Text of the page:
I saw it. I saw Stutterer. It’s only thirteen minutes long and it won the 2016 Oscar for Best Live Action Short Film. You can see it here.
No surprise: I wept watching it.
There’s the moment when a person approaches him on the street and he signs to his mouth and ears, exactly as I do, to opt out of speaking. We both “lie” in pointing to our ears because we can both hear just fine, but I do that too.
And he’s a typographer, a job I had for years helping my father. He has typography trays just like me and he draws words just as I did.
And right beside his work area in a prime location on his desk is a book: “At Swim Two Birds.” One of my two favourite books of all time is At Swim Two Boys.
And of course, he talks to himself in his own clear voice.
Perhaps the most powerful aspect of the film for me is that often in the background you hear, softly, the voice of telephone operators and phone messages. It makes me wonder what general audiences will make of that because for me it very effectively captures the communication anxiety we (stutterers) experience.
I have a love/hate relationship with my phone. Losing my voice forced me to get a cell phone. It allowed me to text. That was the reason I changed over from a landline. Then I got Colloquo2Go, and app that can speak for me when my speech is ridiculously bad. So the phone is a vital part of my life now.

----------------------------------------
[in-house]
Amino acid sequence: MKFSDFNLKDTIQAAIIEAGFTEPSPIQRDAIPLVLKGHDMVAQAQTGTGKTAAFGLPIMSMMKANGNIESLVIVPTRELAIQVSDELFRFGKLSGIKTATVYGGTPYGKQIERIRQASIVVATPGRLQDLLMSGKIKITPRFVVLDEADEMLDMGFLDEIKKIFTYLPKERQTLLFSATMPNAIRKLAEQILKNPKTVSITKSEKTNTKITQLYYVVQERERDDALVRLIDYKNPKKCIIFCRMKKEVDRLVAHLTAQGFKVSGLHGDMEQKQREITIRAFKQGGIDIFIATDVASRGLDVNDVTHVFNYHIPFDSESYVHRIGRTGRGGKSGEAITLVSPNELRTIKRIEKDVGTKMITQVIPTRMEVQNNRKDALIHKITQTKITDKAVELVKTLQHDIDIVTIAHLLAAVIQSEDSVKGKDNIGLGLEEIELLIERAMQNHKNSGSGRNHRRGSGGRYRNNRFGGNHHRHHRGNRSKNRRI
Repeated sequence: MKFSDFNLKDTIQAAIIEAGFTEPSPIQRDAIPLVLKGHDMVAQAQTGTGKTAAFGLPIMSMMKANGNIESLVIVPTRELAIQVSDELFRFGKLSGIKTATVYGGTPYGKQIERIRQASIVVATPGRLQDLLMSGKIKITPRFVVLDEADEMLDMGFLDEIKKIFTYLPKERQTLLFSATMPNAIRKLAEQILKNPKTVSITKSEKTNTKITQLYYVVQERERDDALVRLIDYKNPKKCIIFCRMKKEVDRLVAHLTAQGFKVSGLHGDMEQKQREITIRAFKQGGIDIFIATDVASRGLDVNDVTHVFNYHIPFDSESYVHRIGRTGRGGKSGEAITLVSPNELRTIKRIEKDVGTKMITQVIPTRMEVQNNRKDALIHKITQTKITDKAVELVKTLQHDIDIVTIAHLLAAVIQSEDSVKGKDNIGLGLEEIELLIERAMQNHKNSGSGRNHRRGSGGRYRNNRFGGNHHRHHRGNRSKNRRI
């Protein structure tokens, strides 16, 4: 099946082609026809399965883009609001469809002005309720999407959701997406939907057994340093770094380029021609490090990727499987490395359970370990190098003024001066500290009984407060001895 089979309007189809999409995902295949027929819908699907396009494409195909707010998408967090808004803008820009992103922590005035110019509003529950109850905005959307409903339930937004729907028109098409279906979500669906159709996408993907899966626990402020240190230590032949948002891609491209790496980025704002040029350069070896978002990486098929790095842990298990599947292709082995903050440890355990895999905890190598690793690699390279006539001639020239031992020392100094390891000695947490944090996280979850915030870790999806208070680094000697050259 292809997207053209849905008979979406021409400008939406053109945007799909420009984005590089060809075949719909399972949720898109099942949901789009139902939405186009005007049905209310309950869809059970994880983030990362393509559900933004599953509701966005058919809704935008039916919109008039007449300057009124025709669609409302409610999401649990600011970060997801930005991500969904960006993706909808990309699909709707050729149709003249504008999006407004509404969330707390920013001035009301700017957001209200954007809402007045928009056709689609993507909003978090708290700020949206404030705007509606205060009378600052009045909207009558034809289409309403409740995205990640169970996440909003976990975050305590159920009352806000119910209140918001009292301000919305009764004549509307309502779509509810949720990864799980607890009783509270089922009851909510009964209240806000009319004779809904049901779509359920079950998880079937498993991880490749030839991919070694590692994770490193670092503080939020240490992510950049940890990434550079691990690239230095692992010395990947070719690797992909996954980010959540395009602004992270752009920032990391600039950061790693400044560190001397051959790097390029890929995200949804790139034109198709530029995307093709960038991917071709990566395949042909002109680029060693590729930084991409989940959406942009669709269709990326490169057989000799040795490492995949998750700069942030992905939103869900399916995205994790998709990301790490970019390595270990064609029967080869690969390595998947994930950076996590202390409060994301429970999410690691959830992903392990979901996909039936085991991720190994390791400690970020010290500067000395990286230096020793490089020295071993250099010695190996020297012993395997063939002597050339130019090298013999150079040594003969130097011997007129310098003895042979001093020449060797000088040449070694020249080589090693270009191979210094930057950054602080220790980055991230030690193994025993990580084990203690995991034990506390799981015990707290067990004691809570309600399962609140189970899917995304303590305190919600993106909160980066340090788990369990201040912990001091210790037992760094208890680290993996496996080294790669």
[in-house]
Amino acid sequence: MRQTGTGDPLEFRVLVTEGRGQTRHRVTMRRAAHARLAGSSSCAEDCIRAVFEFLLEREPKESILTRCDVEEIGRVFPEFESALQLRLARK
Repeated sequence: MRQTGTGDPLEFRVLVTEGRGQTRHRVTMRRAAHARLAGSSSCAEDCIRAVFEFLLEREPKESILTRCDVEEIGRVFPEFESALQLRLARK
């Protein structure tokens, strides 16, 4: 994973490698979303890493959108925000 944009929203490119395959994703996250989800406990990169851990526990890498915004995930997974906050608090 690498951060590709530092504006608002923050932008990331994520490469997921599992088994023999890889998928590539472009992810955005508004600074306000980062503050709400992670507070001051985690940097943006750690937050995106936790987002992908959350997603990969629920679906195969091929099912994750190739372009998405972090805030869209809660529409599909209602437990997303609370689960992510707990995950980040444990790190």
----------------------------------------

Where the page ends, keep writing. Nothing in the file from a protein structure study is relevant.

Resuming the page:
On the other hand, it’s very hard to speak on the phone — much harder than speech with a live person. For me that’s the case; it may not be the same for all stutterers. So I found the soundtrack of auditory commercial telecommunication clichés to be powerful in the film.
The tension in the film involves his, Greenwood’s, impending first meeting with Ellie, a girl with whom he has been texting for six months.
I’ve already watched it twice, provoked by a narcissistic-like pleasure of seeing “yourself” in a movie. It’s a powerful talisman-like thing for me like the magazine of the Stuttering Foundation
Becoming a stutterer has been an emotional experience akin to realizing I was gay; the emergence of each of these aspects of my character has brought about a shape-shifting change in my life. Not for the worse, just big, and requiring some work with self-acceptance and adjustment.
Now I am off to see Dr. Pimstone: I will find out what he thinks about my heart. It’s going to be interesting.